“It is expected that Google is going to incorporate some of this data into Search Console as it’s done previously with Discovery and with SERP features. However, they’ve also got a history of not giving us the full picture and not giving us all of the data. And as we can’t rely on traffic data as much, this is going to become really, really important.”

7. PR will rely more on experts than brands

According to Jaywing’s PR Lead, Charlotte Hutchings, the media want to hear from experts and real people, rather than brands: “We need to hear from experts within our client’s businesses such as mechanics and motoring experts for car brands and interior designers for homeware brands. A story is much more likely to get covered if it offers credibility, unique insight and authority from an expert. Equally, a strong case study story from a normal person, with tons of imagery is the golden nugget for a story.”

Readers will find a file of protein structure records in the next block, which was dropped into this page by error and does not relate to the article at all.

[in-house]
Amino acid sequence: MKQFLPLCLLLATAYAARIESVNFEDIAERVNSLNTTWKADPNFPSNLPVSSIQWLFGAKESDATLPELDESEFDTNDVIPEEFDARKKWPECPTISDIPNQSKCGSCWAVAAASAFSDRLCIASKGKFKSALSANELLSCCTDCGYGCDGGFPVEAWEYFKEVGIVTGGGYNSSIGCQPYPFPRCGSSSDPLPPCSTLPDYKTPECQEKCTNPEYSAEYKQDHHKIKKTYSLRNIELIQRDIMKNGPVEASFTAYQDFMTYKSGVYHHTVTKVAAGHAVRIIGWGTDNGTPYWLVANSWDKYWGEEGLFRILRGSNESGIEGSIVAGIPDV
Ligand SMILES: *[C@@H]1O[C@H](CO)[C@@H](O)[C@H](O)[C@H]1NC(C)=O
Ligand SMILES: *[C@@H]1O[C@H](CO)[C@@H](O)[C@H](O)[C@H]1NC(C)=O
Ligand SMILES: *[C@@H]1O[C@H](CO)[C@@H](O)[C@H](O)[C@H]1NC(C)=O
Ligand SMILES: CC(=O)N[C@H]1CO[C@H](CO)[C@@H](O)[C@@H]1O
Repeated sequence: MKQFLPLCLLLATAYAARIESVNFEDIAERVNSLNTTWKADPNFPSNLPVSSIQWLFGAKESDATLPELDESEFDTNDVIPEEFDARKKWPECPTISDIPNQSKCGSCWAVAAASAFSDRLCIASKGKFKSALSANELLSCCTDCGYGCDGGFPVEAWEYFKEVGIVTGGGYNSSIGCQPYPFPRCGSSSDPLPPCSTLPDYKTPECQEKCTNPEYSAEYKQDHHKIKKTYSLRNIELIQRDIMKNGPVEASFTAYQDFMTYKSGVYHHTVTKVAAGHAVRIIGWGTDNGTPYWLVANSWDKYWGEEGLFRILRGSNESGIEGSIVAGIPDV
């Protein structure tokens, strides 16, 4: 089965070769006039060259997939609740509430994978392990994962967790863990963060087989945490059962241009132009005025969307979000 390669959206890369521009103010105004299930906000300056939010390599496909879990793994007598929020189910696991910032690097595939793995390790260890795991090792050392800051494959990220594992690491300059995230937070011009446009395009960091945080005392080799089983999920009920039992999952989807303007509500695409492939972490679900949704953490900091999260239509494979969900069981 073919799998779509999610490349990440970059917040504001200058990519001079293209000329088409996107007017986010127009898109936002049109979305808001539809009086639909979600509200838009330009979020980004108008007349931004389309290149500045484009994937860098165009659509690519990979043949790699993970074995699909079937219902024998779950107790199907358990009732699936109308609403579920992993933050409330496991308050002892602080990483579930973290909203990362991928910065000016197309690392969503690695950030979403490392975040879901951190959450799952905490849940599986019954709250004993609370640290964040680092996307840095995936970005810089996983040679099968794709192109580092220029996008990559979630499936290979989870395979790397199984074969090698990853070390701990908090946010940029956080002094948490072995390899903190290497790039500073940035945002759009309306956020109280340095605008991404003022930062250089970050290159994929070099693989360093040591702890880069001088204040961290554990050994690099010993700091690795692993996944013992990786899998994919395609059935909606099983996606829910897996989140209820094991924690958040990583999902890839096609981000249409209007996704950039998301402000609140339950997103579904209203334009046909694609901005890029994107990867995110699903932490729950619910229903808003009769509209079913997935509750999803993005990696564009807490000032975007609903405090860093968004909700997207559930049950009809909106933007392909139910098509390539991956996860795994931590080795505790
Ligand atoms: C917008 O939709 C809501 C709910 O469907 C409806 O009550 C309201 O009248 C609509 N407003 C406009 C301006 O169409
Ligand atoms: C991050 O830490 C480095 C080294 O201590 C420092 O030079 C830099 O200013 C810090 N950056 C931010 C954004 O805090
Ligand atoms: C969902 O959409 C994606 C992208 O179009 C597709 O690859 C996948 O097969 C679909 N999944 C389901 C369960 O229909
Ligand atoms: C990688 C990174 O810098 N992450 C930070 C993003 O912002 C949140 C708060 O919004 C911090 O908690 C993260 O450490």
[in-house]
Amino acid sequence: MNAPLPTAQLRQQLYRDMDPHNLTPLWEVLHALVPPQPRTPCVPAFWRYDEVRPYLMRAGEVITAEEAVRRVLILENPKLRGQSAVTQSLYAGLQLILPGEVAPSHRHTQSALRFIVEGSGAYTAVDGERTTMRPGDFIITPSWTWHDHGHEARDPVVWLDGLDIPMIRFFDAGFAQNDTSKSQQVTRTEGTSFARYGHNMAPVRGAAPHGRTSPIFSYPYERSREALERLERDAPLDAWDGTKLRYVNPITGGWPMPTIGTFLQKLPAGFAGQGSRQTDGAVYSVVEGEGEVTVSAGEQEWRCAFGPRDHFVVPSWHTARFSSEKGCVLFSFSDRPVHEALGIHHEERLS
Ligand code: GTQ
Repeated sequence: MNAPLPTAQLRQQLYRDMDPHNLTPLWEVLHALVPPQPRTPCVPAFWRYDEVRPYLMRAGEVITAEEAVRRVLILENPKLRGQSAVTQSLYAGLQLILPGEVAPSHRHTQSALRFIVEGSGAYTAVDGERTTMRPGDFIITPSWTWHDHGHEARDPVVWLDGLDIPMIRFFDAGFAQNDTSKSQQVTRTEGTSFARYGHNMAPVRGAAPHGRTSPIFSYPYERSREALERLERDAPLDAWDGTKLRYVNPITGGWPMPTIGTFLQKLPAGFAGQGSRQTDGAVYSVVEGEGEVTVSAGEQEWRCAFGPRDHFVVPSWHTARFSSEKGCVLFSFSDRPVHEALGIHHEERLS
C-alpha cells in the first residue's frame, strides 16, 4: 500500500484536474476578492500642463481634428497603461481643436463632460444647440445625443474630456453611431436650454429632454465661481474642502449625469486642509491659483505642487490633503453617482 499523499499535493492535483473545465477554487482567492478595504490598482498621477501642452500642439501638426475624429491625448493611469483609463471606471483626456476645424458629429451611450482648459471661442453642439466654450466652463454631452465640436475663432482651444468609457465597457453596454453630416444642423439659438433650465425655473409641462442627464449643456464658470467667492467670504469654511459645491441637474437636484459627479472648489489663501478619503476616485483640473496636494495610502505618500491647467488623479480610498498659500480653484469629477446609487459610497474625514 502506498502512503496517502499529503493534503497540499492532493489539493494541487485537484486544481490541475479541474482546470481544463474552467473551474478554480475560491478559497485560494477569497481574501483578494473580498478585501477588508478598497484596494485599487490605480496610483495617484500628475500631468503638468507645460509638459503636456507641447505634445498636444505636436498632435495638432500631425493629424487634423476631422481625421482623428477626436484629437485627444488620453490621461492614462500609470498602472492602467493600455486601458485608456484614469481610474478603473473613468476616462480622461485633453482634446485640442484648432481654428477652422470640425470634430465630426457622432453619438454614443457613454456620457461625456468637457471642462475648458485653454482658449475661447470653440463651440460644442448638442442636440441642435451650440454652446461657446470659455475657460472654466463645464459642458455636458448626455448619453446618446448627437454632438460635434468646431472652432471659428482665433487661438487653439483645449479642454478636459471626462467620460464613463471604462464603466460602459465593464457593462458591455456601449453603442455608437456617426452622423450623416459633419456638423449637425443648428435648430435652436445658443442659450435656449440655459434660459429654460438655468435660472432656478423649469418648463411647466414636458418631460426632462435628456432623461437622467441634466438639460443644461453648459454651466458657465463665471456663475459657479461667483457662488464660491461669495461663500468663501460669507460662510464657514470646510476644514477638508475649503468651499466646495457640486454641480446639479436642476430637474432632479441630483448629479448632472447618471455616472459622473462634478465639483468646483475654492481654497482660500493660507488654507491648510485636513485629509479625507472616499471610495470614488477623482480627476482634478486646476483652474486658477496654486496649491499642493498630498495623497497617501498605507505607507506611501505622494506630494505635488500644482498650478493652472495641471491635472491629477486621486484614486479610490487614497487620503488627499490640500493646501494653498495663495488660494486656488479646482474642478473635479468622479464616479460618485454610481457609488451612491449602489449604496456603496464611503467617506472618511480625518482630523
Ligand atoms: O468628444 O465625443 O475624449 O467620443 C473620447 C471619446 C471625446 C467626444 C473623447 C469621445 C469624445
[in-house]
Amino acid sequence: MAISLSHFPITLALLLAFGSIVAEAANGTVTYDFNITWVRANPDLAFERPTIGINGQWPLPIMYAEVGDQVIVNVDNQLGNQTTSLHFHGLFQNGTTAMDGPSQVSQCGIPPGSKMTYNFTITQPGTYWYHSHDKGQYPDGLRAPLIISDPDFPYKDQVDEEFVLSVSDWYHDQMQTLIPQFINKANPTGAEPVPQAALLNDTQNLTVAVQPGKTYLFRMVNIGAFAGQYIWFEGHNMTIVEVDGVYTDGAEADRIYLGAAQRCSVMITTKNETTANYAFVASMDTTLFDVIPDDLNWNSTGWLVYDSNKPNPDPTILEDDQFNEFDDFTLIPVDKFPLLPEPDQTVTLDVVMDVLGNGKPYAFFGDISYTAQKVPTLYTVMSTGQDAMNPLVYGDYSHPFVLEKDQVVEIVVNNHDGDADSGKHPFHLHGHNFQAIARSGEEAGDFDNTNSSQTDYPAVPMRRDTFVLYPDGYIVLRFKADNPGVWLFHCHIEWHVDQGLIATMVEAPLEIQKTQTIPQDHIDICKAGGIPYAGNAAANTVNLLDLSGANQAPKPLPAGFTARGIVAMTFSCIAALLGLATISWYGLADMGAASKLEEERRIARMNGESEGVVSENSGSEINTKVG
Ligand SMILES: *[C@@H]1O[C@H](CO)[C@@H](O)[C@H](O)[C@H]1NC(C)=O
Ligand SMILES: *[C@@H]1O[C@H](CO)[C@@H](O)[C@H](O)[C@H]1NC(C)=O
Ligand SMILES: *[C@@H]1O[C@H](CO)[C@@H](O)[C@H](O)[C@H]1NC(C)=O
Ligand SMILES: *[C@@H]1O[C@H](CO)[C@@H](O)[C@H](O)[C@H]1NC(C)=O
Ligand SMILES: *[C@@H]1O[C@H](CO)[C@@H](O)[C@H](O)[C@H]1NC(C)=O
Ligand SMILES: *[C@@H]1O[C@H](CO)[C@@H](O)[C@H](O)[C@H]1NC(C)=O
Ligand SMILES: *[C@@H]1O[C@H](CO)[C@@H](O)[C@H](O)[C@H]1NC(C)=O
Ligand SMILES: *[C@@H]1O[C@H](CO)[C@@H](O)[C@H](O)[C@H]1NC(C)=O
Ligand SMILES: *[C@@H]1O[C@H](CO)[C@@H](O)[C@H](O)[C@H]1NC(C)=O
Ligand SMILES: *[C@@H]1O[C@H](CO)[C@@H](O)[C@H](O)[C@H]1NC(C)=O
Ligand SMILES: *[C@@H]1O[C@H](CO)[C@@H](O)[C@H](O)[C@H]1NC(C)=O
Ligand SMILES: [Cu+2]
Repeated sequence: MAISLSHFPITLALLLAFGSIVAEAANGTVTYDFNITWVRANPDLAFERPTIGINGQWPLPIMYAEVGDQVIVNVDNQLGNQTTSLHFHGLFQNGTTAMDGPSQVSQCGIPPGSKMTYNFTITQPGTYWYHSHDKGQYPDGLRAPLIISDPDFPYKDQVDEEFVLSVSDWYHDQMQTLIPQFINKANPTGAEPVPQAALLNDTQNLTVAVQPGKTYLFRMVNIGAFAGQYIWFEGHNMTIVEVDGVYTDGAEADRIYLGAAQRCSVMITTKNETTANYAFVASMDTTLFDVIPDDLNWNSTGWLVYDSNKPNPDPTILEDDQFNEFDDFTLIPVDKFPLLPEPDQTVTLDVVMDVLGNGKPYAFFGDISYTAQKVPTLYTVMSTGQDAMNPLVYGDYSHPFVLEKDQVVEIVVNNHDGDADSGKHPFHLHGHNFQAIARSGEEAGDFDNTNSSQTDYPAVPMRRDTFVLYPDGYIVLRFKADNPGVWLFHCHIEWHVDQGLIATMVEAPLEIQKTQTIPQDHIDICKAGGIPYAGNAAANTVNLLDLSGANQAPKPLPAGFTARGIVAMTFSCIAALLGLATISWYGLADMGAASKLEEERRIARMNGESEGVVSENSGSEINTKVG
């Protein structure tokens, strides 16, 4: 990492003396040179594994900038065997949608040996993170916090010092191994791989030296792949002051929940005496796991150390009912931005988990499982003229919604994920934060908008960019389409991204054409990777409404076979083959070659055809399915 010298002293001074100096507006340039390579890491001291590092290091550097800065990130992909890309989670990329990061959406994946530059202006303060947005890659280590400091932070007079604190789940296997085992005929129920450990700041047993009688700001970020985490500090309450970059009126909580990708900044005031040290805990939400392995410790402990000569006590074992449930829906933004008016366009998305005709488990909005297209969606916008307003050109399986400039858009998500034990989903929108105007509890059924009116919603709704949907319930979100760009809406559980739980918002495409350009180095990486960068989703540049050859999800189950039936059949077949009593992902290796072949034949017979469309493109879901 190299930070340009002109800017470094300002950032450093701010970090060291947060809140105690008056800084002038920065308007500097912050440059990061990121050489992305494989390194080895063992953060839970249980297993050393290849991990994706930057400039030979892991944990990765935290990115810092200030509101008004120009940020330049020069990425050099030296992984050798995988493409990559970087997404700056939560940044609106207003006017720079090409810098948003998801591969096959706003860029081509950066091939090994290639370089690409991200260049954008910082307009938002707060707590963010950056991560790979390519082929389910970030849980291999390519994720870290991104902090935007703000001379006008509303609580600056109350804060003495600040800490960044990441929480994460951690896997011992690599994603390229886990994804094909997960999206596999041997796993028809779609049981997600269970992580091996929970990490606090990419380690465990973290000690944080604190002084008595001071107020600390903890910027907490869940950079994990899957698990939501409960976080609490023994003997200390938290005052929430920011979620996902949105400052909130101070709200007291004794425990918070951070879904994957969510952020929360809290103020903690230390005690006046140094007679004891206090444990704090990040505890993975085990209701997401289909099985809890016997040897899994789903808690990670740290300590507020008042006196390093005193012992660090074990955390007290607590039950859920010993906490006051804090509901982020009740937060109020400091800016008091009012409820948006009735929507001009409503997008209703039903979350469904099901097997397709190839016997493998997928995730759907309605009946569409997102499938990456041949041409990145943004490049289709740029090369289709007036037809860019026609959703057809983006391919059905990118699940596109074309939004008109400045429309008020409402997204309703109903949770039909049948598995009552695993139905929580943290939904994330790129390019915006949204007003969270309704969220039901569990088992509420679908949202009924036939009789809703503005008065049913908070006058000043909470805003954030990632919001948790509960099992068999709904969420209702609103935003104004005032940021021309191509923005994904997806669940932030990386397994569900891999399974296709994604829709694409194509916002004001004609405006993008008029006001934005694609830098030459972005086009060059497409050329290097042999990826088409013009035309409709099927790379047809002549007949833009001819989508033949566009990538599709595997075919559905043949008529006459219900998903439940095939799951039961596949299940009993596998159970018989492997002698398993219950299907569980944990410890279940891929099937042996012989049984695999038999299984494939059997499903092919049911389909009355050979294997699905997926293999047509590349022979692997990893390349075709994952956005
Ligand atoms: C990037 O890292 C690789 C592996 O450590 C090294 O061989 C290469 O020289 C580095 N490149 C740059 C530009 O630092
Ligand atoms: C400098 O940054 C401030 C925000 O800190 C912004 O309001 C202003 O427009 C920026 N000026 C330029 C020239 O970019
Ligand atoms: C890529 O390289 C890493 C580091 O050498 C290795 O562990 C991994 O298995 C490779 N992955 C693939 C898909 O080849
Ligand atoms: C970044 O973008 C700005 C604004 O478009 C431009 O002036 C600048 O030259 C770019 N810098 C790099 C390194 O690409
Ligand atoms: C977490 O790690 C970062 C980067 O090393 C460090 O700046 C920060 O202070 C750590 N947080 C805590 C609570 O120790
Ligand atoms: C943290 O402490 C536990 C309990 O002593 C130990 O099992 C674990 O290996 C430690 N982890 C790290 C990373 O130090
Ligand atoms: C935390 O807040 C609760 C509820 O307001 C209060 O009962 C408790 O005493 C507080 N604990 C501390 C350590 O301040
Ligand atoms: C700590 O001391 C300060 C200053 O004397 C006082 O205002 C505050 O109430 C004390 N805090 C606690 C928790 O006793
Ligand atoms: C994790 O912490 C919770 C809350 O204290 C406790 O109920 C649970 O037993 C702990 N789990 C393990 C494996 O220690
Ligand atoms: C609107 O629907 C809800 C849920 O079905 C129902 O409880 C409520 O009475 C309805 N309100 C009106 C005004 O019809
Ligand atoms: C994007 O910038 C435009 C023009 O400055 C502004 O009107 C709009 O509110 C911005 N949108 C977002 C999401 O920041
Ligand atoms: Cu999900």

At Jaywing, we conducted a review of the media landscape in 2023 and saw across every sector that real life stories are a huge trend that are currently performing very effectively. At 45%, almost half of our total estimated views were generated by expert comments.

Charlotte Hutchings, PR Lead at Jaywing, says the media want to hear from experts, not brands

8. The era of the micro influencer has arrived 

The global influencer marketing industry is set to hit a staggering $21.1 billion by the end of 2023, surpassing forecasts that pegged it at $15 billion for 2024 (source: Together).